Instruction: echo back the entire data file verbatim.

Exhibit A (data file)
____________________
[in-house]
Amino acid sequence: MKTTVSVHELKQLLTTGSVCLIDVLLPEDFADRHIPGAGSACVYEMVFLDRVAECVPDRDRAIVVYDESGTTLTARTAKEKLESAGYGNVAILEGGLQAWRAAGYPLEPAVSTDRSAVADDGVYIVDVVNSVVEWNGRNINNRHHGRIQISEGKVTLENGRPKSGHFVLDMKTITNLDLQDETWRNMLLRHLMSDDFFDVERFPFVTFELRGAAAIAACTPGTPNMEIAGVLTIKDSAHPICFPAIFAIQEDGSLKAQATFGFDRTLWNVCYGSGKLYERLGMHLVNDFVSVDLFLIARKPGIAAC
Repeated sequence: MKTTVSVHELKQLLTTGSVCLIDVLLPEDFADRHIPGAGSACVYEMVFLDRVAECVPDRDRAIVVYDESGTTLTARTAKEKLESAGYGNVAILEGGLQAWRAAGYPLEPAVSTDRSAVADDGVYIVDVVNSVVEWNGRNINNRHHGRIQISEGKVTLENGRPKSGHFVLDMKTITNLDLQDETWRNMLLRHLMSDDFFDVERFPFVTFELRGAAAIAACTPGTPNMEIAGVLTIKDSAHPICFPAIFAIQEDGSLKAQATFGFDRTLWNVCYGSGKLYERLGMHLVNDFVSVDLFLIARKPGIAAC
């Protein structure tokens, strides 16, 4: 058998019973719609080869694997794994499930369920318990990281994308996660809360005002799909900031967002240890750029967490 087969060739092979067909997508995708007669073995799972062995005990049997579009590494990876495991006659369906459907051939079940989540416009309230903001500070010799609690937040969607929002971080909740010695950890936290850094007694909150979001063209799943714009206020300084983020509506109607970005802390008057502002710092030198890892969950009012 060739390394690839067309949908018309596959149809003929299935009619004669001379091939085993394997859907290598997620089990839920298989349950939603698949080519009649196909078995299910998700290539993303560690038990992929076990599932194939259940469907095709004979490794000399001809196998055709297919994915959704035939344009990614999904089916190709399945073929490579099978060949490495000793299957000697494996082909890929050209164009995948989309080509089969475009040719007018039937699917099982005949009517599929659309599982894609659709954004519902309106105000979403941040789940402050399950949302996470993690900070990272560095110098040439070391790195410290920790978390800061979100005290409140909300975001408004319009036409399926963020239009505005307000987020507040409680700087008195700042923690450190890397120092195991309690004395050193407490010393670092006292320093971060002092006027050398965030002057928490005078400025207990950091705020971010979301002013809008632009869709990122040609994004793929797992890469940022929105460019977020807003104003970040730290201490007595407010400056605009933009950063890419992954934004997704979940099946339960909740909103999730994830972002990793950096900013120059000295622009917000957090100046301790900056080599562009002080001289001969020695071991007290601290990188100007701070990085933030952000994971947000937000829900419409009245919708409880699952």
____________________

[in-house]
Amino acid sequence: MKTTVSVHELKQLLTTGSVCLIDVLLPEDFADRHIPGAGSACVYEMVFLDRVAECVPDRDRAIVVYDESGTTLTARTAKEKLESAGYGNVAILEGGLQAWRAAGYPLEPAVSTDRSAVADDGVYIVDVVNSVVEWNGRNINNRHHGRIQISEGKVTLENGRPKSGHFVLDMKTITNLDLQDETWRNMLLRHLMSDDFFDVERFPFVTFELRGAAAIAACTPGTPNMEIAGVLTIKDSAHPICFPAIFAIQEDGSLKAQATFGFDRTLWNVCYGSGKLYERLGMHLVNDFVSVDLFLIARKPGIAAC
Repeated sequence: MKTTVSVHELKQLLTTGSVCLIDVLLPEDFADRHIPGAGSACVYEMVFLDRVAECVPDRDRAIVVYDESGTTLTARTAKEKLESAGYGNVAILEGGLQAWRAAGYPLEPAVSTDRSAVADDGVYIVDVVNSVVEWNGRNINNRHHGRIQISEGKVTLENGRPKSGHFVLDMKTITNLDLQDETWRNMLLRHLMSDDFFDVERFPFVTFELRGAAAIAACTPGTPNMEIAGVLTIKDSAHPICFPAIFAIQEDGSLKAQATFGFDRTLWNVCYGSGKLYERLGMHLVNDFVSVDLFLIARKPGIAAC
């Protein structure tokens, strides 16, 4: 058998019973719609080869694997794994499930369920318990990281994308996660809360005002799909900031967002240890750029967490 087969060739092979067909997508995708007669073995799972062995005990049997579009590494990876495991006659369906459907051939079940989540416009309230903001500070010799609690937040969607929002971080909740010695950890936290850094007694909150979001063209799943714009206020300084983020509506109607970005802390008057502002710092030198890892969950009012 060739390394690839067309949908018309596959149809003929299935009619004669001379091939085993394997859907290598997620089990839920298989349950939603698949080519009649196909078995299910998700290539993303560690038990992929076990599932194939259940469907095709004979490794000399001809196998055709297919994915959704035939344009990614999904089916190709399945073929490579099978060949490495000793299957000697494996082909890929050209164009995948989309080509089969475009040719007018039937699917099982005949009517599929659309599982894609659709954004519902309106105000979403941040789940402050399950949302996470993690900070990272560095110098040439070391790195410290920790978390800061979100005290409140909300975001408004319009036409399926963020239009505005307000987020507040409680700087008195700042923690450190890397120092195991309690004395050193407490010393670092006292320093971060002092006027050398965030002057928490005078400025207990950091705020971010979301002013809008632009869709990122040609994004793929797992890469940022929105460019977020807003104003970040730290201490007595407010400056605009933009950063890419992954934004997704979940099946339960909740909103999730994830972002990793950096900013120059000295622009917000957090100046301790900056080599562009002080001289001969020695071991007290601290990188100007701070990085933030952000994971947000937000829900419409009245919708409880699952």